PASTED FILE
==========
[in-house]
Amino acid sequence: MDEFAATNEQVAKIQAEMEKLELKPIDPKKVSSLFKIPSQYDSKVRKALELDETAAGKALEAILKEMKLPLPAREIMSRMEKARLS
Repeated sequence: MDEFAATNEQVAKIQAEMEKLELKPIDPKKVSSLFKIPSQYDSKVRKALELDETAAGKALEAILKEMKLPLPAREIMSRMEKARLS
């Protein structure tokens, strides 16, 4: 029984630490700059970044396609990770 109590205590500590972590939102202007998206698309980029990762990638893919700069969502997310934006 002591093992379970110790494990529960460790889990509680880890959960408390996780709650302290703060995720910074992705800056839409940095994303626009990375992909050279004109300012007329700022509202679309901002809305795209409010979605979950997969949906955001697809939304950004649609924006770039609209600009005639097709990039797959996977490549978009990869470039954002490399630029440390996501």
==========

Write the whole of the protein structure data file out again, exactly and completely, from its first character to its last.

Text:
[in-house]
Amino acid sequence: MDEFAATNEQVAKIQAEMEKLELKPIDPKKVSSLFKIPSQYDSKVRKALELDETAAGKALEAILKEMKLPLPAREIMSRMEKARLS
Repeated sequence: MDEFAATNEQVAKIQAEMEKLELKPIDPKKVSSLFKIPSQYDSKVRKALELDETAAGKALEAILKEMKLPLPAREIMSRMEKARLS
């Protein structure tokens, strides 16, 4: 029984630490700059970044396609990770 109590205590500590972590939102202007998206698309980029990762990638893919700069969502997310934006 002591093992379970110790494990529960460790889990509680880890959960408390996780709650302290703060995720910074992705800056839409940095994303626009990375992909050279004109300012007329700022509202679309901002809305795209409010979605979950997969949906955001697809939304950004649609924006770039609209600009005639097709990039797959996977490549978009990869470039954002490399630029440390996501």